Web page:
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Close up of woman working from home

Working from home wellbeing tips

Working from home is fast becoming the ‘new normal’ but it can be more stressful than being in the office.

Editor Jane Garton looks at the pros and cons and how to make the transition from office to home as smooth as can be.

The pandemic may be on the wane but many of us are still working from home (aka WFH) and it’s looking like it could become the norm. But although there are benefits such as greater flexibility, no commute and a better work/home life balance, there is no denying it can be difficult to adjust to.

It may be challenging not having colleagues to bounce ideas off or a definite structure to your day. Perhaps you’re missing the office gossip or the face-to-face meetings. Motivation as well as a tired, foggy brain and lack of focus are other common problems you may come up against.

So, if you are struggling here’s some tips to help you work efficiently and happily.

Location, location

Woman working from home

Having somewhere where you go to work primes your brain into work mode. So, space allowing, set aside a specific, separate area in your home where you can set yourself up – ideally with a properly adjusted desk and chair, similar to your workplace, and good lighting.

Get dressed

Woman drssed putting earring in in front of mirror

It may be tempting to stay in your pyjamas but don’t! Getting up and dressed puts you in the right mindset to work.

Establish a routine

Close up of an alarm clock with a woman rising from bed in the backgruond to represent regular getting up time

This will make it easier for you to focus on the day ahead. Keep your schedule as close as you can to what is was in the office – start at the same time each day and if possible, check in with colleagues. Aim to end your working day at the same time too.

Take a break

Woman making coffee in home kitchen

Plan meals, screen breaks and exercise slots into your schedule as you would with meetings. Taking time away from your work, especially for a full break at lunchtime, is essential.

Keep moving

Close up of woman's trainers while out walking

The gym may still be out of bounds, but any type of exercise helps to boost endorphins – the body’s own happy hormones. So put your shoes on, go outside and enjoy that fresh air. A different perspective will also help release mental blocks and give you a fresh pair of eyes for any problematic tasks.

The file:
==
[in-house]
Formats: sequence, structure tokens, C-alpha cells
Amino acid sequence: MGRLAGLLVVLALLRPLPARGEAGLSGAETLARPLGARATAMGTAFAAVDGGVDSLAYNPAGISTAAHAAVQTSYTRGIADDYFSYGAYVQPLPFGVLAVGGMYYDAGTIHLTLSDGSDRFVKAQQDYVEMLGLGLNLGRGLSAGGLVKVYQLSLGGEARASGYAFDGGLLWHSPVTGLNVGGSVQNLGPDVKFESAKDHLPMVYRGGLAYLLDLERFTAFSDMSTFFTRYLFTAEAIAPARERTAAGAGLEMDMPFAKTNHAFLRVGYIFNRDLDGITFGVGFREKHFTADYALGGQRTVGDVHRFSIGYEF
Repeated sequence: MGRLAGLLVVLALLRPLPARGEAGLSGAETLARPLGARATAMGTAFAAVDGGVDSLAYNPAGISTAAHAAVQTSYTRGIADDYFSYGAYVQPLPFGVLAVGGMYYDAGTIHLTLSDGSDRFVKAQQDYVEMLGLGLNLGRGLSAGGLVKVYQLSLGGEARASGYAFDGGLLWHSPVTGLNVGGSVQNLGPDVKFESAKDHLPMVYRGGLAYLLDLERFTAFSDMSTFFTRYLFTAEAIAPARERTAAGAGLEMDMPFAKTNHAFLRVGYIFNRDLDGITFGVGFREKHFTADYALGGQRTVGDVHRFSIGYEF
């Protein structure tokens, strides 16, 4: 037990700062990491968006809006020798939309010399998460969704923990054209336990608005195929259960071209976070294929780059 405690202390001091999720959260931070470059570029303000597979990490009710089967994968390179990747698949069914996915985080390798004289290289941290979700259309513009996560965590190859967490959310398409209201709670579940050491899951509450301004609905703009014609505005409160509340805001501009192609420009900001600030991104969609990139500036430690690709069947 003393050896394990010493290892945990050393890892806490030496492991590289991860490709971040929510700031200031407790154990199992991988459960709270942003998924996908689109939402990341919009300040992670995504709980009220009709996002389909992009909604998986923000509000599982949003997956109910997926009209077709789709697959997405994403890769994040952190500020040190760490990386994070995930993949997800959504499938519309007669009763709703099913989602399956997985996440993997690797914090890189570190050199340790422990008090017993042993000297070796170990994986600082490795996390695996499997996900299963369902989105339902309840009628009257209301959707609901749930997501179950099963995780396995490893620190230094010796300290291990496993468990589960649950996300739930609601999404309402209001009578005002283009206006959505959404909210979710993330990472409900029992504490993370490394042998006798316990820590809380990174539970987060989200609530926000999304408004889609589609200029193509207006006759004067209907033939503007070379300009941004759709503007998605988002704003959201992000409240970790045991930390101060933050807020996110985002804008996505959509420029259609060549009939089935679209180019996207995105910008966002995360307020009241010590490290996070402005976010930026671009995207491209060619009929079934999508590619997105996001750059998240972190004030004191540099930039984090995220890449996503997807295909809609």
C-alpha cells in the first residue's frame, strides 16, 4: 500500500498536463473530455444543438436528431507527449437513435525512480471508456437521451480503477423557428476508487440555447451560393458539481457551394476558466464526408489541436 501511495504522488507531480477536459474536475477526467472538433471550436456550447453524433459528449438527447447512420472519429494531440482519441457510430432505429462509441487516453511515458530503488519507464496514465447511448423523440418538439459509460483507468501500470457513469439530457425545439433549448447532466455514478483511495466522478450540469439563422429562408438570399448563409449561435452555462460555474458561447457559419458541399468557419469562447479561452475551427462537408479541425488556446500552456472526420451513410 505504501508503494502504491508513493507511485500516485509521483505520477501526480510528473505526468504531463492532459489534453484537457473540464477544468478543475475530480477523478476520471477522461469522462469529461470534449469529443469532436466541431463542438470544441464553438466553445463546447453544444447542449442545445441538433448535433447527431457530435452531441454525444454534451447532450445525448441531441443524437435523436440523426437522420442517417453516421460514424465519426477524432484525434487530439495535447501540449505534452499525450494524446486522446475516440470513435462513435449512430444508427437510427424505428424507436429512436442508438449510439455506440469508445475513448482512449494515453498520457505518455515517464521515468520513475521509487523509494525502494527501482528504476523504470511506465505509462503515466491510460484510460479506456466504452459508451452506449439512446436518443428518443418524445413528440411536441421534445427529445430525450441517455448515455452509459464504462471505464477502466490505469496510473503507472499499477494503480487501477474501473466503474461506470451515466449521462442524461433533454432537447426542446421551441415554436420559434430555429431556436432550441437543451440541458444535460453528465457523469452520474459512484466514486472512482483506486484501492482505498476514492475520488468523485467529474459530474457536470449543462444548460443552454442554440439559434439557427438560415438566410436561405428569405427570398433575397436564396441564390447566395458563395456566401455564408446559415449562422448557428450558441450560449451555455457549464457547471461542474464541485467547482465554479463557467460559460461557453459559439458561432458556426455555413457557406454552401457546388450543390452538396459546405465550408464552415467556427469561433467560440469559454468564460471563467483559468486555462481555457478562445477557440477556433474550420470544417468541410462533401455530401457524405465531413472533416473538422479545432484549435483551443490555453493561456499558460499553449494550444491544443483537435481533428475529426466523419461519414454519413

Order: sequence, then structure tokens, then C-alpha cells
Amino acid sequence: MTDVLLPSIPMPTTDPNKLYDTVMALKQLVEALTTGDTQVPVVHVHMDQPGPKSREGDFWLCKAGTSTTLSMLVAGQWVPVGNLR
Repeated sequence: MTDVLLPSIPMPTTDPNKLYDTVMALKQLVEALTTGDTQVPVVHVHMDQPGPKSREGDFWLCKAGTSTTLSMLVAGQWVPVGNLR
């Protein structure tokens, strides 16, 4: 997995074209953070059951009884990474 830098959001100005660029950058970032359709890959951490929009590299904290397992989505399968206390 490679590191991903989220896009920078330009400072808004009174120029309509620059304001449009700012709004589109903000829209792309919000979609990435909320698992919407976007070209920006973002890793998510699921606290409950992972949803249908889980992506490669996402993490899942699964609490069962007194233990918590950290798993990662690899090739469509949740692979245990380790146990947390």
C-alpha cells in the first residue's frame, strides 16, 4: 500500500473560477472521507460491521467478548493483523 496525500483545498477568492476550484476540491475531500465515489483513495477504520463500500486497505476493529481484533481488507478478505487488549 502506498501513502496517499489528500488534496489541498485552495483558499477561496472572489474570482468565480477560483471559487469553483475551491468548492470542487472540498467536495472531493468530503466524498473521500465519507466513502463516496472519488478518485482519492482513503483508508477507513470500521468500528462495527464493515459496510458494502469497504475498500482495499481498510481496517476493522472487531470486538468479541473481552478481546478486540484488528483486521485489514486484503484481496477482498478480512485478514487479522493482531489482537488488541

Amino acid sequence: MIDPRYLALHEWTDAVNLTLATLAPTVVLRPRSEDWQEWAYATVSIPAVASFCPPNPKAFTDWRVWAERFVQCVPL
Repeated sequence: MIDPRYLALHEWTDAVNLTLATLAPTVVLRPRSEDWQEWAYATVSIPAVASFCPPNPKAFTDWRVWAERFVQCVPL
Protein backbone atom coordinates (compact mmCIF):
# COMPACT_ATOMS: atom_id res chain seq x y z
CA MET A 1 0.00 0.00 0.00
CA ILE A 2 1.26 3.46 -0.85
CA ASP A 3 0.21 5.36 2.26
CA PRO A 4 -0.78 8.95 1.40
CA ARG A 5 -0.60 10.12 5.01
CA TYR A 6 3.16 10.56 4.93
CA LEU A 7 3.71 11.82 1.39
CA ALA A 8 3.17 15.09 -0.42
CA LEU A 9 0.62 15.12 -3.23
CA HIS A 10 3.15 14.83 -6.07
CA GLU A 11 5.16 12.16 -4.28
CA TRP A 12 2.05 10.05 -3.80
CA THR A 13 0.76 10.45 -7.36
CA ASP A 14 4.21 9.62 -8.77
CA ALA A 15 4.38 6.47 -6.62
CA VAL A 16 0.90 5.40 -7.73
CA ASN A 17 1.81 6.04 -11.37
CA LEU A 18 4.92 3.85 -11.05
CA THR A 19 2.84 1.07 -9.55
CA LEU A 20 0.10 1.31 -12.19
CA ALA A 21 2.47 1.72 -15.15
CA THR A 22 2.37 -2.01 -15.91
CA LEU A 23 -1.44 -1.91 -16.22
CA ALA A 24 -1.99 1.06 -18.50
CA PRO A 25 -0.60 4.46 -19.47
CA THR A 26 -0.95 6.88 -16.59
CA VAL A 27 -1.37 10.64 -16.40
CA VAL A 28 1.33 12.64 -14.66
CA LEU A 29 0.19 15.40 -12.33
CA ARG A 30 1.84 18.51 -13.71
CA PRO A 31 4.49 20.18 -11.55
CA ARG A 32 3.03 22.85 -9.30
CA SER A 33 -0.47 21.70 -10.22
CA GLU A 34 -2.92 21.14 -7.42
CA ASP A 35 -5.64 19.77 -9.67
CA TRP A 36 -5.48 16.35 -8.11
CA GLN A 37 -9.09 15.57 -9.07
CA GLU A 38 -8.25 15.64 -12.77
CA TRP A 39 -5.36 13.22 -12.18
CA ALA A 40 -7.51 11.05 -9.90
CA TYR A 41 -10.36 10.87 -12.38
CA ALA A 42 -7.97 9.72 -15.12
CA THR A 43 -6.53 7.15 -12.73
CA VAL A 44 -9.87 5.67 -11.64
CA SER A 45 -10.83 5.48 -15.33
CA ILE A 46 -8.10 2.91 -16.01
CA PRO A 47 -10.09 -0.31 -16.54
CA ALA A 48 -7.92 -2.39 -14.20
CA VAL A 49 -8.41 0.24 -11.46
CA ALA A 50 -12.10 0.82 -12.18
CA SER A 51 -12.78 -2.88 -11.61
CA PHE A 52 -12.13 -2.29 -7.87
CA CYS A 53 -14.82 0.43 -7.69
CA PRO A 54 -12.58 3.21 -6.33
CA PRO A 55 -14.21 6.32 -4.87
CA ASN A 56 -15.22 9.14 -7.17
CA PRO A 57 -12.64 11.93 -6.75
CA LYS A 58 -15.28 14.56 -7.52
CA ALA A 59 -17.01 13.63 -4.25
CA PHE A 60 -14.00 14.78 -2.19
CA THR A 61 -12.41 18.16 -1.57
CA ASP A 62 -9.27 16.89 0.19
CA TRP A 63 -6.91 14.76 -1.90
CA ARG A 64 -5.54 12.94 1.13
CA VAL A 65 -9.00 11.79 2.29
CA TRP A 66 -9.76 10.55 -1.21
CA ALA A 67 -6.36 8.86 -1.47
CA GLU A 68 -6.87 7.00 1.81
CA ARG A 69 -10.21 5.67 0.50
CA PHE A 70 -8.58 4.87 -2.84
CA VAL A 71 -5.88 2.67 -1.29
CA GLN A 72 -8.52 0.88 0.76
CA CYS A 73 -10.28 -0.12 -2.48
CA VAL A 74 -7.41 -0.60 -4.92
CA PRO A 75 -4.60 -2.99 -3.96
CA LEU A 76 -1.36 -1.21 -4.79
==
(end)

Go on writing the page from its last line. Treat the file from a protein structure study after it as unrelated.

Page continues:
Stay in contact

woman making a video call

Keep in touch with people from work and friends to avoid feeling isolated.  And don’t just rely on email – make phone and video calls too via WhatsApp, Zoom, Skype or any other video platform. When you spend the day working on your own, actually calling people and having a chat can be much more stimulating and even more productive than a chain of emails.

Switch off

Close up of woman closing laptop to represent ending the working day

At the end of your working day, switch off your computer and tidy away papers and other work items. Avoid coming back to emails in the evening.

Supplement it

Close up of the rhodiola plant

If your mind starts to wander when you’re away from the more structured office environment there are several herbs that can help to keep you on the ball. First comes rhodiola, an adaptogen known to help support the body and the brain as well as boost daily energy.  Meanwhile ginkgo biloba has long been known to help improve mental processing, memory and attention span while the ayurvedic herb Bacopa monnnieri may help improve verbal learning and delayed recall.

Other top tips:

Open the window: a breath of fresh air provides the perfect pick-me-up.

Stretch it: stretching for two to three minutes every now and then loosens muscles, eases joints, and improves blood circulation, which increases energy and concentration.

Get minty: sprinkle two drops of peppermint oil on your handkerchief and sniff to boost your energy.

Create a list: Making daily or weekly ‘to do’ lists can help keep you focused and achieve your goals, however small.

 

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